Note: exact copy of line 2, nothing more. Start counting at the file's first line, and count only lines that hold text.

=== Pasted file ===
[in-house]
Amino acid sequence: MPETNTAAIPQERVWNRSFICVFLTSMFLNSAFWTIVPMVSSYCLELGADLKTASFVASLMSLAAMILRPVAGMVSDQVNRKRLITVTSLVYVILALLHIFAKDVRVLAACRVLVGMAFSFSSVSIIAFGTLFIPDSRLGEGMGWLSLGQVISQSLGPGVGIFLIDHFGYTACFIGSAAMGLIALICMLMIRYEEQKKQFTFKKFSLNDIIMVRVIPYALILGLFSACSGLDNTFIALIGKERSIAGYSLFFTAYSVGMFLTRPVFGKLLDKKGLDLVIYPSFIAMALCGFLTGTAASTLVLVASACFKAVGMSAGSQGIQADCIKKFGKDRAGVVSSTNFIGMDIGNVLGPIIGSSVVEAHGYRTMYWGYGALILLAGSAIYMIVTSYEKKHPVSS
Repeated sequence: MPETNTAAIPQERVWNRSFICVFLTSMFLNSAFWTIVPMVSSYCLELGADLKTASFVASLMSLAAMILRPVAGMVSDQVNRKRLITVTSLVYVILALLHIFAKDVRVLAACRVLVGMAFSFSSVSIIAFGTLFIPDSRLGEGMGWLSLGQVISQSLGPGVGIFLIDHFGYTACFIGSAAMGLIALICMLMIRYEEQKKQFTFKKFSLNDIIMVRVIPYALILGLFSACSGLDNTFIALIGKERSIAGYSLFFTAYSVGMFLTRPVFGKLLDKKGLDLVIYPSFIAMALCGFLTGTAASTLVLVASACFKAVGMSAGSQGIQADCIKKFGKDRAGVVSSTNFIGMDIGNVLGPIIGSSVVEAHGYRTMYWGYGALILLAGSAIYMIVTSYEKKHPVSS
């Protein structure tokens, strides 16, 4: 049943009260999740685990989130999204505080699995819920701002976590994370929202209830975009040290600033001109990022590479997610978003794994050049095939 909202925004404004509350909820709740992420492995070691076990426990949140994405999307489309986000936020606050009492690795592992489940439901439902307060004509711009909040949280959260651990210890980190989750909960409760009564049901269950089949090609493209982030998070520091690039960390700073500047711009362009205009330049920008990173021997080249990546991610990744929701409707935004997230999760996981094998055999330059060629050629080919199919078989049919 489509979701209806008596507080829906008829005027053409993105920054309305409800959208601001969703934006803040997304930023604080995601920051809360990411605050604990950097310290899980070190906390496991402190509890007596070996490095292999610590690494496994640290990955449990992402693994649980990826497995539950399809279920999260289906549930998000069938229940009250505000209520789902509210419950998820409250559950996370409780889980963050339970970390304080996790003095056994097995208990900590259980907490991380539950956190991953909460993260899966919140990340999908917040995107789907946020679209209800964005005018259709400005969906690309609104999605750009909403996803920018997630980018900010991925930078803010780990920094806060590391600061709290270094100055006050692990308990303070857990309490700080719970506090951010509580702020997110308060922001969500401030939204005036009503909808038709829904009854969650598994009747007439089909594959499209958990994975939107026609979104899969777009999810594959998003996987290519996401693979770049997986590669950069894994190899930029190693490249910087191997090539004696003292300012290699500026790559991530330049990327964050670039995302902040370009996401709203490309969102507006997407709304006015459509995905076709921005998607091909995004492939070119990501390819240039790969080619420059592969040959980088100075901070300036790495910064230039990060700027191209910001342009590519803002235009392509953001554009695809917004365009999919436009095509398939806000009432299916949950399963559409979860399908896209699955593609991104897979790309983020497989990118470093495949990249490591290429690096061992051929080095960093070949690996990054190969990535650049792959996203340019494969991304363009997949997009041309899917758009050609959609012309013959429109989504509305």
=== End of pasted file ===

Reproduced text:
Amino acid sequence: MPETNTAAIPQERVWNRSFICVFLTSMFLNSAFWTIVPMVSSYCLELGADLKTASFVASLMSLAAMILRPVAGMVSDQVNRKRLITVTSLVYVILALLHIFAKDVRVLAACRVLVGMAFSFSSVSIIAFGTLFIPDSRLGEGMGWLSLGQVISQSLGPGVGIFLIDHFGYTACFIGSAAMGLIALICMLMIRYEEQKKQFTFKKFSLNDIIMVRVIPYALILGLFSACSGLDNTFIALIGKERSIAGYSLFFTAYSVGMFLTRPVFGKLLDKKGLDLVIYPSFIAMALCGFLTGTAASTLVLVASACFKAVGMSAGSQGIQADCIKKFGKDRAGVVSSTNFIGMDIGNVLGPIIGSSVVEAHGYRTMYWGYGALILLAGSAIYMIVTSYEKKHPVSS